Should You Float an IPO For Yourself? Pros & Cons

Would you sell a stake in yourself or your future earnings for an upfront payday? Are you willing to give strangers control and scrutiny of your everyday life decisions? These are some of the questions you must consider before floating yourself in an initial public offering.

An IPO is a type of public offering where companies sell a stake or shares in themselves in exchange for cash. The money is used for business expansion or lets founders cash in their sweat equity.

While the concept sounds like indentured servitude, numerous people have done it with mixed results. Platforms exist that facilitate the process.

Individuals opt to float themselves for different reasons. Student loan debt is a dominant reason. Some seek a self-IPO to help sponsor their goals of collegiate and/or professional sports. Still others do it to fund advanced education or even as social experiments.

Below we explore key benefits and downsides of a personal IPO and offer tips should you opt for this route.

The Case for a Personal IPO

Raise cash or capital quickly: A personal IPO is a legitimate method to quickly raise some money or capital. Funds can be used to pay down student debt loans, invest in further education, a different skillset or even support a passion. You get the cash upfront, with conditions attached of course, and you can get on with life.

Incentivized accountability: To be sure, most people struggle with life goals. A good example is getting in shape even when you know it’s right for you. Floating shares in yourself can provide that added impetus to pursue goals since you’re accountable to other people, in this case, your shareholders. Failure to hit milestones leads to your shares losing value and loss of future capital.

Potential of evolving into something bigger: A personal IPO might develop into more than just a financial transaction. Shareholders, who at times are more experienced, may invest in your business ideas as angel or seed investors. You get valuable and objective advice to succeed both in life and in business since shareholders have a financial incentive to see you thrive.

Get objective life advice: We tend to exercise objectivity when giving advice if our money is at stake. Shareholders have a financial incentive to secure their interests, and thus they’ll usually offer advice that aligns with your overall well-being. If someone has to put their money where their mouth is, they’ll think long and hard about it!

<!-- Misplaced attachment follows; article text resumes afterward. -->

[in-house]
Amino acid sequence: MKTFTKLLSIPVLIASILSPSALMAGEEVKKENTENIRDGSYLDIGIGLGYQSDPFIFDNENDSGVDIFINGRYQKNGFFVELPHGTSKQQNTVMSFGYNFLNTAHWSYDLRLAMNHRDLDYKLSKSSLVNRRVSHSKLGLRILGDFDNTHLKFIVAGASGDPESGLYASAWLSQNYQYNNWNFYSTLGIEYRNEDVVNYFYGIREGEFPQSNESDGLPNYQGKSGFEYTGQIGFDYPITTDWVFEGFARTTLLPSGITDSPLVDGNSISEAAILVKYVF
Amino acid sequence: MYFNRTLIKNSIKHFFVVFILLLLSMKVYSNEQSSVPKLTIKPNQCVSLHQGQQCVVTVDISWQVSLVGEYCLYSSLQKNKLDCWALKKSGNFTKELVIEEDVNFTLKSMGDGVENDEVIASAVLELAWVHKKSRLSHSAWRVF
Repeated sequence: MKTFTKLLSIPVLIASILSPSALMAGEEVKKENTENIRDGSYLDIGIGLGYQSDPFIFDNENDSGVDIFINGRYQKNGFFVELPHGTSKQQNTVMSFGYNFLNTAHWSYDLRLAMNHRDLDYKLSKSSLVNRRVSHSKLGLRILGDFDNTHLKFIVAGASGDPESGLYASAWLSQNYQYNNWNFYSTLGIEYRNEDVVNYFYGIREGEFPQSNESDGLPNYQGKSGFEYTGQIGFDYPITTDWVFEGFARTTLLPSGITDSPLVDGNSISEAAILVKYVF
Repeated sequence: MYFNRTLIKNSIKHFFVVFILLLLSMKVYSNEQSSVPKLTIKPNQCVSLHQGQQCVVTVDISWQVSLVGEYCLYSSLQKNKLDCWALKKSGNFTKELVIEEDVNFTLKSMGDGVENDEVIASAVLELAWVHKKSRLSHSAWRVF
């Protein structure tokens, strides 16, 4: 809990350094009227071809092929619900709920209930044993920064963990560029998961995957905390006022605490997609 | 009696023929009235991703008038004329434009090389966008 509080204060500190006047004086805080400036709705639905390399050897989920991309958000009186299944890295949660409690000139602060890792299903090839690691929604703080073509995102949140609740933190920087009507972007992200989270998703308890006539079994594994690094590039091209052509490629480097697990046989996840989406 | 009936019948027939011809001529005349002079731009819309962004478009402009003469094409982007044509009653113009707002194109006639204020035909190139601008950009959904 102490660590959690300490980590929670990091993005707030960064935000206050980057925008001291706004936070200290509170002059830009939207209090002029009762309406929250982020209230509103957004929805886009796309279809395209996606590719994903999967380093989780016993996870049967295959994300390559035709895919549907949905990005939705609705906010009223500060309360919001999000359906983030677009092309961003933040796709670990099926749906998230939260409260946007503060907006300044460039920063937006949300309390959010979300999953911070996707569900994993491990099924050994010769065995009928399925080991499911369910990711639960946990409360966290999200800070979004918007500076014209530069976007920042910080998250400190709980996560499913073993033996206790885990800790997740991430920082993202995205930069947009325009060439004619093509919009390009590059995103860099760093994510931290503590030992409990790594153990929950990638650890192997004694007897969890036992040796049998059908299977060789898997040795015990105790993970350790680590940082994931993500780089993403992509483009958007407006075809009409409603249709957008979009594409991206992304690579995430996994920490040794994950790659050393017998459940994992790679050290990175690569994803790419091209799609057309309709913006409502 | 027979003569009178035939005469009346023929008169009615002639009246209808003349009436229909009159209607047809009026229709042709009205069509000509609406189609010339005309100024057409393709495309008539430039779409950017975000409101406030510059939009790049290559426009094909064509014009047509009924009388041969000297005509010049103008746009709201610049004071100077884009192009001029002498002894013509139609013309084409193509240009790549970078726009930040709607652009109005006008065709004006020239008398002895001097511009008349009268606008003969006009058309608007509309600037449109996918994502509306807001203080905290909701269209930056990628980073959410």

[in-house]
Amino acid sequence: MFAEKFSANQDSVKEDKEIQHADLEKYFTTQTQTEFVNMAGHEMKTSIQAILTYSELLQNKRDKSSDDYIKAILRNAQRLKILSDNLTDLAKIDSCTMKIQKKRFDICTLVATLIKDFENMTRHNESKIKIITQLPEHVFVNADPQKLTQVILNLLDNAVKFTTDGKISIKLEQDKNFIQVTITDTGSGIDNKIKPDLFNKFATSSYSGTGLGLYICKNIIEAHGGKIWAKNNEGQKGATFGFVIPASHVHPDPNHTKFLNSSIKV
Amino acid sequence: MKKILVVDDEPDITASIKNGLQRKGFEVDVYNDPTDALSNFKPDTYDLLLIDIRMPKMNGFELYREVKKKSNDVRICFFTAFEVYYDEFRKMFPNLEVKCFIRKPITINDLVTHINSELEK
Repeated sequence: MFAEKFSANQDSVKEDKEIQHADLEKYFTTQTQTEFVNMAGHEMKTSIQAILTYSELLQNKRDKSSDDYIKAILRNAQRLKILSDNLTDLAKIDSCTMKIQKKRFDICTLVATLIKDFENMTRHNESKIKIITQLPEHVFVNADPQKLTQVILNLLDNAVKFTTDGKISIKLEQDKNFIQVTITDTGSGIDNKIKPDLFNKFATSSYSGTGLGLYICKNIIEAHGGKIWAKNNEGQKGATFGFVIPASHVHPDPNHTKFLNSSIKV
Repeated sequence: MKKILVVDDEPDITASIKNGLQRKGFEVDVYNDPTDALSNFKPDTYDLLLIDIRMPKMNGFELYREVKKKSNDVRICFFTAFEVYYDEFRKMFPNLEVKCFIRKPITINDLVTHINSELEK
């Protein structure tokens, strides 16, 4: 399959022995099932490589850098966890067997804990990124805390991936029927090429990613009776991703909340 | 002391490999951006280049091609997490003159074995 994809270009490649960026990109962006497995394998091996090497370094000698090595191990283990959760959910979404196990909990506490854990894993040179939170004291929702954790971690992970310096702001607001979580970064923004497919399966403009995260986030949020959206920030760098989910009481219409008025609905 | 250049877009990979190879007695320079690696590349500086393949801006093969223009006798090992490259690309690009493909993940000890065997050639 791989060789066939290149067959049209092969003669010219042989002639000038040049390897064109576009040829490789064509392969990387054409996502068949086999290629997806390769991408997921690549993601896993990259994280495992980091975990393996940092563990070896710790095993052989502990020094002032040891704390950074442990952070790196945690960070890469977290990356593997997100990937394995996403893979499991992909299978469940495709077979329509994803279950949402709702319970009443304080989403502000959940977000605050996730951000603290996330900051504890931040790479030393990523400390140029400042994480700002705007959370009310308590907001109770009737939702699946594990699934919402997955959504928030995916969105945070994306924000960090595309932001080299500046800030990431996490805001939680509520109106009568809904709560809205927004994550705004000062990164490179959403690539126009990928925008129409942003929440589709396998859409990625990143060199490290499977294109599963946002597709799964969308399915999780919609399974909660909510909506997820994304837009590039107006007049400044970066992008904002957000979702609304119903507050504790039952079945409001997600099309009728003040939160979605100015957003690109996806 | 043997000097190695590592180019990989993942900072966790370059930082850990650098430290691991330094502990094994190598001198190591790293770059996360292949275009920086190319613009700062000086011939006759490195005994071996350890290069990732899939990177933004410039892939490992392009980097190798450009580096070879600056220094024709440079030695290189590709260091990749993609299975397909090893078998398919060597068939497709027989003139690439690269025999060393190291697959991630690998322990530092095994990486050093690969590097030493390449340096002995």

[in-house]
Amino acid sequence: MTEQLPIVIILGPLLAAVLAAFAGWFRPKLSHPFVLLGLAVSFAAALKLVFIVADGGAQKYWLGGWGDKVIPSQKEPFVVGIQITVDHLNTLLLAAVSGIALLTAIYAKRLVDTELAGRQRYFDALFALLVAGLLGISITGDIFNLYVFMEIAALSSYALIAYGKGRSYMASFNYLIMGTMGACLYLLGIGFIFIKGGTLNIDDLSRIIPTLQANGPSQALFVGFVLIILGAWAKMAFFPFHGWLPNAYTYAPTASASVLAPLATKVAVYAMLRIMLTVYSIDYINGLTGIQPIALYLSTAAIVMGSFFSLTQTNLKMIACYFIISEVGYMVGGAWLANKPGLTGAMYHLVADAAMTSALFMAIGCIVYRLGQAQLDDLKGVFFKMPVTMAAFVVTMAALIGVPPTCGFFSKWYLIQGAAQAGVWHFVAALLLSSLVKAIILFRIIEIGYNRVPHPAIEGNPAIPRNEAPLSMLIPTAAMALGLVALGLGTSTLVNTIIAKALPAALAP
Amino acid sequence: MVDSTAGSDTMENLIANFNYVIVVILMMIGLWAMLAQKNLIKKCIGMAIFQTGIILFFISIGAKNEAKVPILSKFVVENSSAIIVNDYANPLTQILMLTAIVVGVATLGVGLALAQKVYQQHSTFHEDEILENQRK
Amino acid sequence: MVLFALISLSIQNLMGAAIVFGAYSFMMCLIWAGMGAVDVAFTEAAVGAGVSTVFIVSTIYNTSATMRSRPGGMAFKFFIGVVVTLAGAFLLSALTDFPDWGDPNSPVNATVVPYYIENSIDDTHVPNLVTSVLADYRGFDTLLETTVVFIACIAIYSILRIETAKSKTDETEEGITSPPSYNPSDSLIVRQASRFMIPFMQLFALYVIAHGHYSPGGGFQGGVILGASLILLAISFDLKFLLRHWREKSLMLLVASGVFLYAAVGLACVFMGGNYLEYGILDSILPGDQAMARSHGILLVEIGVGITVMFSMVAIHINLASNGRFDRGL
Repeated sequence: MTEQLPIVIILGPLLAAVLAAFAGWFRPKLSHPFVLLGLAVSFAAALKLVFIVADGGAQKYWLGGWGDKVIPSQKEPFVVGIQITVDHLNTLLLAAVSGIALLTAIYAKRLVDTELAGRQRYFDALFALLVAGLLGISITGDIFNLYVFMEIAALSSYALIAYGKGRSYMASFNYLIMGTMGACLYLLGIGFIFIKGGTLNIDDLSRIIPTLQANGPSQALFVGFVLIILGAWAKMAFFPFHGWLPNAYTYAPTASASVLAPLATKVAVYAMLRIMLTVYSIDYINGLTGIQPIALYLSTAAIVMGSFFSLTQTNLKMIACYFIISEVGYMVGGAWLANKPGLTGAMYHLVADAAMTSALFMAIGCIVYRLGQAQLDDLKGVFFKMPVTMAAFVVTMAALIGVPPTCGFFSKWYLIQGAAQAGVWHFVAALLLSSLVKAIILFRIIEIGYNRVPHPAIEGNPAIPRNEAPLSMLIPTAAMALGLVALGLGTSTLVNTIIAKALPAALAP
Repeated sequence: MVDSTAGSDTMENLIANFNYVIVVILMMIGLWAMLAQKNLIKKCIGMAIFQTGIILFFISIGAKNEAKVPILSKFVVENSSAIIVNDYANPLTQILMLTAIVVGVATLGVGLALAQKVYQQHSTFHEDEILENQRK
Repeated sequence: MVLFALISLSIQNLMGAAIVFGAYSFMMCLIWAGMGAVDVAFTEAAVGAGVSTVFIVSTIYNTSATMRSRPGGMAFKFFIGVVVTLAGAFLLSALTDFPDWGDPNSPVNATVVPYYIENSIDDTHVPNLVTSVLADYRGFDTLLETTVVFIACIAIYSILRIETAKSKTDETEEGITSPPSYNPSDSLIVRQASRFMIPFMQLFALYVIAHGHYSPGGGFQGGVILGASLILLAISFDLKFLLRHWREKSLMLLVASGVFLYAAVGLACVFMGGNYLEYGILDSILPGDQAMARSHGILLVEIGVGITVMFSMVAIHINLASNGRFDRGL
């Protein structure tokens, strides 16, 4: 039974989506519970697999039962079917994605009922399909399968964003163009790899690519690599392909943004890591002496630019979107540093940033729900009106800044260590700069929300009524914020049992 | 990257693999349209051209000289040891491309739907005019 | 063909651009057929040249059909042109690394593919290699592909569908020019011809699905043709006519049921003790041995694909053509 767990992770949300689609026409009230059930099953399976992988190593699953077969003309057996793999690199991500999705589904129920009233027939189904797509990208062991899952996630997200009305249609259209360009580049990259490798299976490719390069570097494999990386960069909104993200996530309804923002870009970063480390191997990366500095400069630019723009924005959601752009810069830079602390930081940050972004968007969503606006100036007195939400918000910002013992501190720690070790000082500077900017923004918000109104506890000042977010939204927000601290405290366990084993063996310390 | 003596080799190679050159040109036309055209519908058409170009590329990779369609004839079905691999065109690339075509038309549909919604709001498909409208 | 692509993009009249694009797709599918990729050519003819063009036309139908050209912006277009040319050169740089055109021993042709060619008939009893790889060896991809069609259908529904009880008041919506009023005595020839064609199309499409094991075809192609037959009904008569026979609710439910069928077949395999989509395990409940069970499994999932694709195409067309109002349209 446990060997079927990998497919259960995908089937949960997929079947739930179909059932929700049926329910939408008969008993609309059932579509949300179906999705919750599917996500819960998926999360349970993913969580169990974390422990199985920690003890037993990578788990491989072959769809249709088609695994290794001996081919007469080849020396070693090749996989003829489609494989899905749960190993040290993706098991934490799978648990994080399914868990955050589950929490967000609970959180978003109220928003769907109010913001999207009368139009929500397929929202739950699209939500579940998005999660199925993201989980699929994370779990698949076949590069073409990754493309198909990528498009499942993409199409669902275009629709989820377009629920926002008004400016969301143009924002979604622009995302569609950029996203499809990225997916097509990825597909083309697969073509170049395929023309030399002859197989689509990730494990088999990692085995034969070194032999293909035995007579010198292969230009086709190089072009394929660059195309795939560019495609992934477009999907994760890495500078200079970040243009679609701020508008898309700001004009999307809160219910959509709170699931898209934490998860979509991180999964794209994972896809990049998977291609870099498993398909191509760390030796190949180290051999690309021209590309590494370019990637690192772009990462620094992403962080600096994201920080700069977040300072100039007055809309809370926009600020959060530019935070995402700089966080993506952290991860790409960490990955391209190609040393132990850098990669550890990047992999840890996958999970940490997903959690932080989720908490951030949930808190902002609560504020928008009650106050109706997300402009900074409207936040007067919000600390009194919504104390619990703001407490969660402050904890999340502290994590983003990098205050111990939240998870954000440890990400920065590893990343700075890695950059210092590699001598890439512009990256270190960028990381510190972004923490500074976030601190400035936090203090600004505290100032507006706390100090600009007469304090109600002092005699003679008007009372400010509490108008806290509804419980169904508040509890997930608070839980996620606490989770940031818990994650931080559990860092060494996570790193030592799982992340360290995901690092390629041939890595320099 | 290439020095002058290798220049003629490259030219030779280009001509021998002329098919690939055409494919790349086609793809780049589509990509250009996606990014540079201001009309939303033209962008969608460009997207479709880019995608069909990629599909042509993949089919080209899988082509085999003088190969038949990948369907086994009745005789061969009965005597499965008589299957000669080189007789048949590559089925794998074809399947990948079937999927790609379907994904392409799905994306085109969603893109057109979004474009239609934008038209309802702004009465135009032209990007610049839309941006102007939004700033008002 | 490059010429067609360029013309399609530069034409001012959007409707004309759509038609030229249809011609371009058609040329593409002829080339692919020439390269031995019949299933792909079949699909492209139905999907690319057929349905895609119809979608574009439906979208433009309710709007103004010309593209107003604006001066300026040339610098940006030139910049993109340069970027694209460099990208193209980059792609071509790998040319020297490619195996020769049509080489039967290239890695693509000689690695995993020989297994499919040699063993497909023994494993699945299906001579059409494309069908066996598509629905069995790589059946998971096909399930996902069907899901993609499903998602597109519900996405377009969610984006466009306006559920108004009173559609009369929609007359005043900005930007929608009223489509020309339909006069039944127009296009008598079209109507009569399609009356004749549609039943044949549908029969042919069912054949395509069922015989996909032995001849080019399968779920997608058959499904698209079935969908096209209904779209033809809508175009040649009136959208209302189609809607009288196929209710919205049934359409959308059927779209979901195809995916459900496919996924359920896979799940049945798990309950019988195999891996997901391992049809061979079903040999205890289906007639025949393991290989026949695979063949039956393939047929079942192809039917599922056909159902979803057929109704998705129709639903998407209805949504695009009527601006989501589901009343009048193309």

Downsides of a personal IPO

You cede control over part of your life: Shareholders “own” you. They have a financial stake in everything you do. You must weigh every life decision with them in mind. Additionally, you are accountable to shareholders for any decisions you take in life. Occasionally, stakeholders vote on issues forcing you to live with a decision whether you like it or not. Ignoring these decisions puts your “personal stock” in peril and leads to loss of future capital.

Lack of regulations: Personal IPO’s are unregulated. You float shares in yourself at your discretion. Should anything go wrong, you’ll be hard pressed to find adequate legal redress or support.

Expensive method to raise capital: A personal IPO is a costly way to raise money, including the sheer feeling that someone else owns you. You’re better off with traditional forms of credit that charge lower interest than, say, giving 7% of your future earnings for the next ten years to shareholders.

Competing shareholder interests: As in any publicly listed company, shareholders in personal IPOs have varying interests. A shareholder who gains a controlling stake in your shares has, in essence, more say on what you do or don’t do. Their goals may not always align with yours or the intentions of other stakeholders.

Floating yourself in a personal IPO is ultimately a decision only you make. Have a clear purpose and specific goals about what you intend to do with the money. Vet the decision thoroughly and explore other options. Should you proceed, stay in touch with your backers, you never know where those relationships might lead.